I like to be physically involved in it, and not everybody wants to do that – but it’s something I enjoy, particularly if it’s handheld. I like to physically hold the camera and look through the lens because you get more immediacy that way. I like to move the camera in ways that I wasn’t necessarily think of when we were rehearsing it or blocking it. I like the idea that it’s happening and I’m just trying to film it. If everything looks like everybody’s doing it for the 4000th time, there’s a different feel to that, it reduces the immediacy. Sometimes that really works, by the way – it just depends what you’re doing. There are no rules!
Also you can screw up and it gives you a better relationship with the actors. If you’re sitting off somewhere watching television and commenting on them afterwards, you’re sitting in judgement on them, but if you’re right there struggling to make the shot and it’s physically demanding, you’re right there on the floor with them and it’s a different feel.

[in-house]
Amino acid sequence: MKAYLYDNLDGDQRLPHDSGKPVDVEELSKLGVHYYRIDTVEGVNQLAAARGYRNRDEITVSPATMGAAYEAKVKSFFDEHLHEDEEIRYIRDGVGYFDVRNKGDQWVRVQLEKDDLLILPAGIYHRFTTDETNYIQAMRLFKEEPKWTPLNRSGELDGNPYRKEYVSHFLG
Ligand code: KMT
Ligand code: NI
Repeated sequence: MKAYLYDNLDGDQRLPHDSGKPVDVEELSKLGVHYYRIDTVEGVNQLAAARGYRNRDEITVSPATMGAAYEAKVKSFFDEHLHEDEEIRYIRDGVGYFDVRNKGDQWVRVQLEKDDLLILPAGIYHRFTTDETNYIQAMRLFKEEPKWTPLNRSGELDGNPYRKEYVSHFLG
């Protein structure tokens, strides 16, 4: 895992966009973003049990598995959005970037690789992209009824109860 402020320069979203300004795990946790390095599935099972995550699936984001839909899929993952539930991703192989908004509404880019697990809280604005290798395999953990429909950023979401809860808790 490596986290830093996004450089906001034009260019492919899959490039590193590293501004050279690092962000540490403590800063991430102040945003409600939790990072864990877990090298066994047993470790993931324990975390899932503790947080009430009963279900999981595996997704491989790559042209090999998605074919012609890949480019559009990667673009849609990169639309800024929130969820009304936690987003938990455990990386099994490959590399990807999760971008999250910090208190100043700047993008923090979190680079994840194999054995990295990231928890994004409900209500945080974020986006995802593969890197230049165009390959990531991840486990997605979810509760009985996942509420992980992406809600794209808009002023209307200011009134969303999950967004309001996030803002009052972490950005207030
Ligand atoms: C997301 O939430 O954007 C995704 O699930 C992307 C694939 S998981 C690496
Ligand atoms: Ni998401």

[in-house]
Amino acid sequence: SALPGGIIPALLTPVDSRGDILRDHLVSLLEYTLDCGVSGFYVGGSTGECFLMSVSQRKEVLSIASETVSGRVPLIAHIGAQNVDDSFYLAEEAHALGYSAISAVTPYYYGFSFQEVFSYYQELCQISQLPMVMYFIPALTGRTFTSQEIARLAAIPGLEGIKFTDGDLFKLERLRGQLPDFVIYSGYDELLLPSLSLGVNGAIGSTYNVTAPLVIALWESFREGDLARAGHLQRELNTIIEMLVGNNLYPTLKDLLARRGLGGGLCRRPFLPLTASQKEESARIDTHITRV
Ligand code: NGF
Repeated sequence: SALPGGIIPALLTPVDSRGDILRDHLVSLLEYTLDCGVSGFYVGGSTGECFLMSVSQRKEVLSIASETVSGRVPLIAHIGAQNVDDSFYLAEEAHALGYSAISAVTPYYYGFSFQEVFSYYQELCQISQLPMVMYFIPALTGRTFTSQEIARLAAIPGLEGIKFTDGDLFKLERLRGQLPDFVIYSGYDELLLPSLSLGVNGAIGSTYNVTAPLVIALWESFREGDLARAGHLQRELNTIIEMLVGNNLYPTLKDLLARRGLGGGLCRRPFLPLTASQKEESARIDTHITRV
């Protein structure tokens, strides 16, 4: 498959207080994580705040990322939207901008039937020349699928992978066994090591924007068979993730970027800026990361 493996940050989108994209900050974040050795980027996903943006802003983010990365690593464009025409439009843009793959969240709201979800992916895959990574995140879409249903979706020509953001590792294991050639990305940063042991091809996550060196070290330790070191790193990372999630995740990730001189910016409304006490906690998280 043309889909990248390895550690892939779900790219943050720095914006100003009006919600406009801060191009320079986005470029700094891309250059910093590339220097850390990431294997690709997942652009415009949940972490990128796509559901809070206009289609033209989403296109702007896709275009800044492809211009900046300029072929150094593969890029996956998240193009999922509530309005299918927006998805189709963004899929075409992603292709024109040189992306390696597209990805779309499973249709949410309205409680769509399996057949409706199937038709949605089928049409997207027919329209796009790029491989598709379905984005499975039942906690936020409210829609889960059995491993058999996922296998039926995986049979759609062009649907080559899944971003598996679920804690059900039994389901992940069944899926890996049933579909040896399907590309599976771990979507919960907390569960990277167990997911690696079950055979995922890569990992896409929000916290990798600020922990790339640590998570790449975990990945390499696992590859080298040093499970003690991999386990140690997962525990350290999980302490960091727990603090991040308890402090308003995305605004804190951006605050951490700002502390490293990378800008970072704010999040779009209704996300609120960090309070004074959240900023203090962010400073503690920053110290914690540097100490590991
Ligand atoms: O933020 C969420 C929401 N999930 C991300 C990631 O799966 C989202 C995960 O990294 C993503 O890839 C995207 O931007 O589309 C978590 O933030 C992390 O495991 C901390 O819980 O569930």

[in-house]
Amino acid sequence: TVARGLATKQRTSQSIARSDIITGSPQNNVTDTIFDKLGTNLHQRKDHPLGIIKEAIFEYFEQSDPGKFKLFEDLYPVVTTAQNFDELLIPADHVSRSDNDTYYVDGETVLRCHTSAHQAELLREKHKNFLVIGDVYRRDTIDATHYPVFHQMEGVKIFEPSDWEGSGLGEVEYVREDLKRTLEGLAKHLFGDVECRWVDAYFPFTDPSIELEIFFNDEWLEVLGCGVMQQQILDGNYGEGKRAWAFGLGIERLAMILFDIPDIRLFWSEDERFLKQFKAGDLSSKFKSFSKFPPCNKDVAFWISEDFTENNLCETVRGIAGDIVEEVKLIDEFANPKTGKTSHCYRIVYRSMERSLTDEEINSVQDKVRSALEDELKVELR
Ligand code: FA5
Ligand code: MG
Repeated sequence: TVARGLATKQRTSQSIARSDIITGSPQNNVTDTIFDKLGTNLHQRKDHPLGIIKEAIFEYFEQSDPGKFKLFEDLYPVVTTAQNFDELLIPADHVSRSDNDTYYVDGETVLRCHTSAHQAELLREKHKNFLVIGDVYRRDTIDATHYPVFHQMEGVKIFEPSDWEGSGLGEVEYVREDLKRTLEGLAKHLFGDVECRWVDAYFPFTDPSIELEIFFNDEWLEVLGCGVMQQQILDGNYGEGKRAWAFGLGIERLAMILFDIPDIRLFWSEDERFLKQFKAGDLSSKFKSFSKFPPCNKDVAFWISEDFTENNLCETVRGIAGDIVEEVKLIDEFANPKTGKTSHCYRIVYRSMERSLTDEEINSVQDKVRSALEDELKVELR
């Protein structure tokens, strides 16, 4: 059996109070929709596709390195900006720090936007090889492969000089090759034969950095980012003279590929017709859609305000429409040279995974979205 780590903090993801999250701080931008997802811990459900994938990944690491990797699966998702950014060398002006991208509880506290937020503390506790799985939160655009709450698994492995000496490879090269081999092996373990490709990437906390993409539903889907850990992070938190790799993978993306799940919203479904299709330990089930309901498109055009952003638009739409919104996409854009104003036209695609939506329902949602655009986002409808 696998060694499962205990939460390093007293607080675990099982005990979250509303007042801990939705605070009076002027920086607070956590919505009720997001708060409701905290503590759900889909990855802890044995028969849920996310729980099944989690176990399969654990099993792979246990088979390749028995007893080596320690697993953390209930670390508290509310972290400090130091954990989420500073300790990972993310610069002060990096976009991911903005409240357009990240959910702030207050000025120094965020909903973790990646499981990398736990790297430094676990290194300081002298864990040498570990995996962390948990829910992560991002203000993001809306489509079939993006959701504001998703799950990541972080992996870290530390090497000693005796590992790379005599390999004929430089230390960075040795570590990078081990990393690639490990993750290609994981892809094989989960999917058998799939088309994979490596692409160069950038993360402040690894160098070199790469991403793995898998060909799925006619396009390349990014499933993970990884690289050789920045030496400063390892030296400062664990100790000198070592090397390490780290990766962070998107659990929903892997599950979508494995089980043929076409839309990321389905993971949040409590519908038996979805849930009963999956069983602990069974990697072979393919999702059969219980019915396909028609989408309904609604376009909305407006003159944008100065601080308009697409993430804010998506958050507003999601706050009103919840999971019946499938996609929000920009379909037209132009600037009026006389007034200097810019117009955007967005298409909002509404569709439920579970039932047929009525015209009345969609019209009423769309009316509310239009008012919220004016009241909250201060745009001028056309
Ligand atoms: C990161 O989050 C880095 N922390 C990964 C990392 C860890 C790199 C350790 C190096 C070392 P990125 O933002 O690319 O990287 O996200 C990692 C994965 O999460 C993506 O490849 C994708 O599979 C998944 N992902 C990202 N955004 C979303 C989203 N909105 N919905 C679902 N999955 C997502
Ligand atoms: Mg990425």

When I started, you were always right there by the camera, because the monitors were either very crude or just didn’t help. You couldn’t tell anything on them.
Yes – with the example of Tony, yes, obviously he had a whole backstory as to how [his character Eddie] ended up on the streets. In terms of the movie, you don’t need to know that.
I think it is really good in terms of giving people the freedom to do things and play with things – for the scene when Tony was busking in the street, I took him and Xavier [Samuel, who plays Adam] out into downtown LA and they were just playing on the street corner trying to make some money. Tony was making the song up as he was playing it; it felt wonderful because that’s really an example where improvising can really add something rather than having some studio extra who’s walking along and deciding whether or not to give them money.